Refrigeration is an essential sector in our daily lives, accounting for 15-20% of global energy consumption, according to data presented by the European Cool-Save project. It therefore accounts for a significant fraction of the CO2 emissions emitted worldwide and, at the same time, plays an essential role in the progress of society.

As in other sectors, we are increasingly looking for greater energy efficiency in our refrigeration systems, with the aim of reducing our costs while reducing our energy demand and greenhouse gas emissions. To know the efficiency of our installation, the most representative indicator is the instantaneous efficiency of a refrigeration machine or heat pump (η), defined as the quotient between the cooling capacity, or heating capacity in the case of a heat pump (Q), and the electrical power of the compressor (W_{comp}):

In the case of the efficiency of a refrigeration machine, it is usually called EER (Energy Efficiency Ratio); and in the case of a heat pump, it is called COP (Coefficient of Performance).

When it comes to calculating this instantaneous efficiency in practical terms, two methods can be distinguished: the direct method and the indirect method.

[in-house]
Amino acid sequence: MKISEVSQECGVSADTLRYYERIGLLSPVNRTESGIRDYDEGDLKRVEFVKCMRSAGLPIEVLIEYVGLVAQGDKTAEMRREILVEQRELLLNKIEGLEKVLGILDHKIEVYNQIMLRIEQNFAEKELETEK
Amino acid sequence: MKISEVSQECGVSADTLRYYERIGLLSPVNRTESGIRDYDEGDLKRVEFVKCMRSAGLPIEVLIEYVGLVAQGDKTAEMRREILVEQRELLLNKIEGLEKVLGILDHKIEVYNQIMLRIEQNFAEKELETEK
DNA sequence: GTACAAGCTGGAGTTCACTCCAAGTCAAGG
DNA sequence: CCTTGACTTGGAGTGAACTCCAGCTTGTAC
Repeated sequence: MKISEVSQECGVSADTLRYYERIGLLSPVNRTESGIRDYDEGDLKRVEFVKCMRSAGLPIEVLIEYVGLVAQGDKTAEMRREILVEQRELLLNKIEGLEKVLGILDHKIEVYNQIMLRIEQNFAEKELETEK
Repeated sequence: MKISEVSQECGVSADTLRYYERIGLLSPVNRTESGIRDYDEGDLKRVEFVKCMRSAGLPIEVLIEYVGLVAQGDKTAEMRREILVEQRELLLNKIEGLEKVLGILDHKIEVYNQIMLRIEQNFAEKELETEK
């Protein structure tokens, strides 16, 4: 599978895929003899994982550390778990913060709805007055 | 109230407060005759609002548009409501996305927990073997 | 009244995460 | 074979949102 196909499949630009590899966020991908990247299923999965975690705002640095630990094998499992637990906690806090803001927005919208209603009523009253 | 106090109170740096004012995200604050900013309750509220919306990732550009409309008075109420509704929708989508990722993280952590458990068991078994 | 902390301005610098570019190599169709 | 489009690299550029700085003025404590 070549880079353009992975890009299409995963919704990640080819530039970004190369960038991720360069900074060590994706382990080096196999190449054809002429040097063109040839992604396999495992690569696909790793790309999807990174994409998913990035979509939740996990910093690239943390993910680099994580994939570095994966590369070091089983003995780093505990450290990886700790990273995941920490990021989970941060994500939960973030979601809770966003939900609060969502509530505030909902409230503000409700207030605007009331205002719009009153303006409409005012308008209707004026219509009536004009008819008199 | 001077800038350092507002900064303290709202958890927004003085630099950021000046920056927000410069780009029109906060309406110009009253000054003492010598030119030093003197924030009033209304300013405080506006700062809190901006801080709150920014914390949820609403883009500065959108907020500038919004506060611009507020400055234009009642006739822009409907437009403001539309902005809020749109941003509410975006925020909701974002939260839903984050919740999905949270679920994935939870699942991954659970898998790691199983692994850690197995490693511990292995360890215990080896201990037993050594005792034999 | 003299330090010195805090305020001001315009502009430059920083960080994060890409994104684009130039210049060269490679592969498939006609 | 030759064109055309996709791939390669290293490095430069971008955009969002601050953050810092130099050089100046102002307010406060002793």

**Direct Method**

The direct method consists of taking operational data corresponding to the refrigerant fluid that evolves inside the refrigerating machine or heat pump.

To understand this, it is necessary to take a look at the Pressure-Enthalpy diagram of the refrigerant and at the enthalpy evolution at the different points of the refrigeration system or heat pump:

As it can be seen in the diagram, each point corresponds to a state of the refrigerant in the circuit:

- 1: Evaporator outlet and compressor inlet.
- 2: Compressor outlet and condenser inlet
- 3: Condenser outlet and expansion valve inlet
- 4: Expansion valve outlet and evaporator inlet

As it can be seen, the specific heat of the condenser **(Q**_{cond}** , [kW/kg])** is equal to the enthalpy difference between point 2 and 3. Similarly, the specific heat of the evaporator **(Q**_{evap}** , [kW/kg])** is equal to the enthalpy difference between points 1 and 4.

In the previous picture, an isoenthalpic expansion has been assumed in the expansion valve (3🡪4), therefore, the enthalpy at point 3 is the same as at point 4. Furthermore, it is also assumed that the losses in the condenser and evaporator are insignificant, and the pressure at point 2 is the same as at point 3, as well as the pressure at point 4 is the same as at point 1.